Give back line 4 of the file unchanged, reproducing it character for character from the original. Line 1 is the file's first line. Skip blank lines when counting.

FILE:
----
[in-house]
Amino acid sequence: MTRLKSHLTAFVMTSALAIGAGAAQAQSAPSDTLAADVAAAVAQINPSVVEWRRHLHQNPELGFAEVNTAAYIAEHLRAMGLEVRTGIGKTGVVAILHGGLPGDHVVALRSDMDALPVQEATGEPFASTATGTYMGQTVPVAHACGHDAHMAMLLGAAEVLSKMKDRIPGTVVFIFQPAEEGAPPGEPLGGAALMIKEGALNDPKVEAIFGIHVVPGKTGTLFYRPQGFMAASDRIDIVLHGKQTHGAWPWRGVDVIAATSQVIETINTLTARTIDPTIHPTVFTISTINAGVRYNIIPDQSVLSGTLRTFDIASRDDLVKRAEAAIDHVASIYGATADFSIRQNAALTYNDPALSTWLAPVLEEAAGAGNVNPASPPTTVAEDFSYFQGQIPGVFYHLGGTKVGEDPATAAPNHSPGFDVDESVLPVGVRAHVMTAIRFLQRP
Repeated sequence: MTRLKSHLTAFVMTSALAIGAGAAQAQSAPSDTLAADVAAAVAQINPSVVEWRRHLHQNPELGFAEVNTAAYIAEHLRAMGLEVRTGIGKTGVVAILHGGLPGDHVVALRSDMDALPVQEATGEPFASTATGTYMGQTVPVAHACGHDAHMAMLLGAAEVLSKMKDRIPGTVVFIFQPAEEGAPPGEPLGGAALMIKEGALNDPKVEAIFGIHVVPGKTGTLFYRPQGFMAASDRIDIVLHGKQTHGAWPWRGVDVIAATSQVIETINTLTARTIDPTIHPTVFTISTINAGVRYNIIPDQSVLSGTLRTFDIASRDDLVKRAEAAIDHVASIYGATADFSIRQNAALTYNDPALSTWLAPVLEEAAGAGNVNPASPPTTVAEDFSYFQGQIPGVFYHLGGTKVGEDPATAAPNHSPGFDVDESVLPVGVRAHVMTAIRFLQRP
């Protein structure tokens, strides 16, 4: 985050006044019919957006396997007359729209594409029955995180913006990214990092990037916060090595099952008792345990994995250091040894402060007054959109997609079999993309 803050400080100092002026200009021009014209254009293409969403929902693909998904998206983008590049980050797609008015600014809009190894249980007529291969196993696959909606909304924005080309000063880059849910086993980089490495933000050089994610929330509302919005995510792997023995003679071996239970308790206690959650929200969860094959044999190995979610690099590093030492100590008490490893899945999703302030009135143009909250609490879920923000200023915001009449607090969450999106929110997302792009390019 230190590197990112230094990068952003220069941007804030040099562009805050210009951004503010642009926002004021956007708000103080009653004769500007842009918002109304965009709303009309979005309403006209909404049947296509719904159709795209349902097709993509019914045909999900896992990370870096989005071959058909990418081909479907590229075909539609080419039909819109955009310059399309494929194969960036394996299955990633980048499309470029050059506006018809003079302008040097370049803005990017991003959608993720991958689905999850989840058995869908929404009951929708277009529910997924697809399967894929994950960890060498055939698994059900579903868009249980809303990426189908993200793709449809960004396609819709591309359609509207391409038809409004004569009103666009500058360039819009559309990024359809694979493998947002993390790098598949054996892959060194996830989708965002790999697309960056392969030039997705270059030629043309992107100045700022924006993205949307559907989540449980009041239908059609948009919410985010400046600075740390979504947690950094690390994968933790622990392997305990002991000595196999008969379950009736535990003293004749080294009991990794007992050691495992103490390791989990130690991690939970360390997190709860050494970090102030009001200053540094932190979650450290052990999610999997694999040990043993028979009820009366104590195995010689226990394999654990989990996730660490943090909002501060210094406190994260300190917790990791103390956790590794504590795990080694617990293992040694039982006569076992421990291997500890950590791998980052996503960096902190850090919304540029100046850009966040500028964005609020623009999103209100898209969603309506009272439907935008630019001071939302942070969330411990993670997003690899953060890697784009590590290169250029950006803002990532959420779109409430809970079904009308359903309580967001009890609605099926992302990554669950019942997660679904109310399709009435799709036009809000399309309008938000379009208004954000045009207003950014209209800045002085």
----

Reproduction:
């Protein structure tokens, strides 16, 4: 985050006044019919957006396997007359729209594409029955995180913006990214990092990037916060090595099952008792345990994995250091040894402060007054959109997609079999993309 803050400080100092002026200009021009014209254009293409969403929902693909998904998206983008590049980050797609008015600014809009190894249980007529291969196993696959909606909304924005080309000063880059849910086993980089490495933000050089994610929330509302919005995510792997023995003679071996239970308790206690959650929200969860094959044999190995979610690099590093030492100590008490490893899945999703302030009135143009909250609490879920923000200023915001009449607090969450999106929110997302792009390019 230190590197990112230094990068952003220069941007804030040099562009805050210009951004503010642009926002004021956007708000103080009653004769500007842009918002109304965009709303009309979005309403006209909404049947296509719904159709795209349902097709993509019914045909999900896992990370870096989005071959058909990418081909479907590229075909539609080419039909819109955009310059399309494929194969960036394996299955990633980048499309470029050059506006018809003079302008040097370049803005990017991003959608993720991958689905999850989840058995869908929404009951929708277009529910997924697809399967894929994950960890060498055939698994059900579903868009249980809303990426189908993200793709449809960004396609819709591309359609509207391409038809409004004569009103666009500058360039819009559309990024359809694979493998947002993390790098598949054996892959060194996830989708965002790999697309960056392969030039997705270059030629043309992107100045700022924006993205949307559907989540449980009041239908059609948009919410985010400046600075740390979504947690950094690390994968933790622990392997305990002991000595196999008969379950009736535990003293004749080294009991990794007992050691495992103490390791989990130690991690939970360390997190709860050494970090102030009001200053540094932190979650450290052990999610999997694999040990043993028979009820009366104590195995010689226990394999654990989990996730660490943090909002501060210094406190994260300190917790990791103390956790590794504590795990080694617990293992040694039982006569076992421990291997500890950590791998980052996503960096902190850090919304540029100046850009966040500028964005609020623009999103209100898209969603309506009272439907935008630019001071939302942070969330411990993670997003690899953060890697784009590590290169250029950006803002990532959420779109409430809970079904009308359903309580967001009890609605099926992302990554669950019942997660679904109310399709009435799709036009809000399309309008938000379009208004954000045009207003950014209209800045002085």